I wanted to make this film for my talk to distract the audience from listening to our conversation. The eyes will be glued to the images on the screen, interviews in French with subtitles, and sounds of music and meanwhile it doesn’t matter if I say incomprehensible or inarticulate things. The important punctual ideas which I would like to convey to the listeners, the subtitles in the footage, will be repeated on the projection behind us. The message of the film is to listen to the image and then listen to the paintings. Then we don’t have to explain them.

four angelic figures are obscured by abstraction in a Rita Ackermann painting

Rita Ackermann, Without Narrative (2023). Photo: Sarah Muehlbauer. © Rita Ackermann Courtesy the artist and Hauser & Wirth

As someone who often writes about art and pays a lot of attention to how art is put into words, it can be frustrating because so much is flattened. When people try to explain art like, this equals that, it’s like a butterfly you’ve pinned to a board. It’s dead.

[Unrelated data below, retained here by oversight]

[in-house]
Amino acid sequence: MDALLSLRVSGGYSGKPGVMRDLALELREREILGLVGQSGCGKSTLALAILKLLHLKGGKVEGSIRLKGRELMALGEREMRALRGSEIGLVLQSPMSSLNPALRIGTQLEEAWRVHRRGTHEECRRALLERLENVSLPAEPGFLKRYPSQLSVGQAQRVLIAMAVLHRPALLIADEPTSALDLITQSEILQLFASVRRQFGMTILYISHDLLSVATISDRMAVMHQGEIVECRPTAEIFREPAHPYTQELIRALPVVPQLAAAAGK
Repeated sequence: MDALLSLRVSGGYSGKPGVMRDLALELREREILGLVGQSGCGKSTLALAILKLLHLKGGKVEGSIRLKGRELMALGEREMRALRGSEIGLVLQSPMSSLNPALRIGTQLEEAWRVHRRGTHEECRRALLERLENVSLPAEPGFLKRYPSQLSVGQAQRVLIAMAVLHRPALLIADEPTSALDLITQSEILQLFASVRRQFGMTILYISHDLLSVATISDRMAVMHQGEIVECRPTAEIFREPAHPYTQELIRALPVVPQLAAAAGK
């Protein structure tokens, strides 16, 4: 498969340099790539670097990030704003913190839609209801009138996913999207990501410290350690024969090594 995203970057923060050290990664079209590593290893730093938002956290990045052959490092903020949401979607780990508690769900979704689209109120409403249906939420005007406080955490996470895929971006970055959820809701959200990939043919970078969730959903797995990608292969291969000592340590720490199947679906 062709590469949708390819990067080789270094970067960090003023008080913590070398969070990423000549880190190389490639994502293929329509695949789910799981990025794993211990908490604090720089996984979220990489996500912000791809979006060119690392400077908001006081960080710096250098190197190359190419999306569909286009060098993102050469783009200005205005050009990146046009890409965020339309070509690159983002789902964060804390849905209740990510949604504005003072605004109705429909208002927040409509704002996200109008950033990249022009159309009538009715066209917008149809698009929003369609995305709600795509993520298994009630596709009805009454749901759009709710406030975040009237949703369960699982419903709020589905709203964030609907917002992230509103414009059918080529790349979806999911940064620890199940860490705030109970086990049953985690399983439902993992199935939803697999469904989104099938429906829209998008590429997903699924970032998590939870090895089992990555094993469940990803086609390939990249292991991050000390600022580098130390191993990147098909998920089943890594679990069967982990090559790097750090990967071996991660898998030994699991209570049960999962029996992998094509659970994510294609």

I can’t agree more. It almost feels like a cruel deadly execution against the artwork when it is explained by the maker. You don’t have that feeling anymore that this work could live on its own or could be perpetually developing through the audience. Because, yes, an artist makes a work, but then the making doesn’t stop when the artwork is finished by the artist. Once it’s exhibited, it’s really in the making still with the viewers’ vision, and what the viewers add to it. And that’s the real mystery about the greatness of art.

If you think about it, why is there always a ring of admirers swarming around Van Gogh?  Anywhere you go in a museum, the Van Gogh painting always has a circle of people around it.